Personally, I do whichever one I can first - if the ball ends up on the left flipper right away, I’ll open the Coffin. If I get it to the right, I’ll loop the left ramp. In any case, these three objectives should be your first priority. Afterward, try and set up your triple multiball. Before starting any multiball, I suggest making sure Mist is lit, all Coffin locks necessary are lit, and you’ve locked two balls for Castle. I find Castle to be the hardest to start, so I suggest starting that first, beginning Mist and Coffin during Castle.
One thing to be wary of: with Mist lit, the bumpers can theoretically kick a ball into the Mist hole and get it started. If this happens, just start Mist as per usual, try and trap one ball on each flipper, and loop ramps until you can start the other multiballs.
Castle is a bit weird: Jackpots are lit by shooting the left ramp, which will lock the ball for a brief period of time. You can shoot a second ball up the ramp to lock it as well, which doubles the jackpot for a few seconds. (It’s a little similar to Terminator 2 for those who are familiar with that game.) You can collect the jackpot at the hole to the right of the ramp. The jackpot value starts at 20,000,000, increases by 20,000,000 each time you collect it, and caps at 80,000,000. The Castle Jackpot can also be increased on bumper hits after completing the top lanes (similar to how Taxi works), but that’s pocket change compared to the 20M increases.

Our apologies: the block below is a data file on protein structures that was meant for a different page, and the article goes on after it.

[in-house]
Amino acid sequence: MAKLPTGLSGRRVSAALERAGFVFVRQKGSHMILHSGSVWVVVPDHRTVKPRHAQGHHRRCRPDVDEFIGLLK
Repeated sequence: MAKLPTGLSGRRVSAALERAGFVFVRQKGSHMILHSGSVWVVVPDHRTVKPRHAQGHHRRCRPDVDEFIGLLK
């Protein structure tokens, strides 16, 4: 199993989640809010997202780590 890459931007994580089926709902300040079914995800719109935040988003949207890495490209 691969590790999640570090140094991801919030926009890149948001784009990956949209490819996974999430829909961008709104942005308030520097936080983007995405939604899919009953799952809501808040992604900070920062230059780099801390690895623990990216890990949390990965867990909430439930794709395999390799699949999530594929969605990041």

Castle jackpots are the biggest payouts in the game. If you're only playing Castle, a double Castle jackpot can be worth 160,000,000, but during triple multiball, it's worth a totally-not-absurd 480,000,000 points. Getting one or two of these is sure to lock in a win, provided nobody else is able to do the same. It is far and away the most valuable multiball.
The trick to killing it is to stay in control as best as you can. You need three balls in play to score the double jackpot since you need two balls locked, so ideally, you are in a position with two balls on the left flipper and one on the right. Make the ramp, cradle separate the other two to make the ramp again, then post pass for the jackpot shot. Get control out of the bumpers, rinse, and repeat. If you only have two balls in play, don’t worry about the double jackpots since they’re still worth a ton if you have scoring multipliers active.
During Mist, every shot is a jackpot worth 10,000,000 points, which isn't that bad. If you get a triple multiball running, then everything is worth 30,000,000, though you can’t loop the left ramp ad nauseam since it’ll lock shots for Castle jackpots, which are more valuable anyway.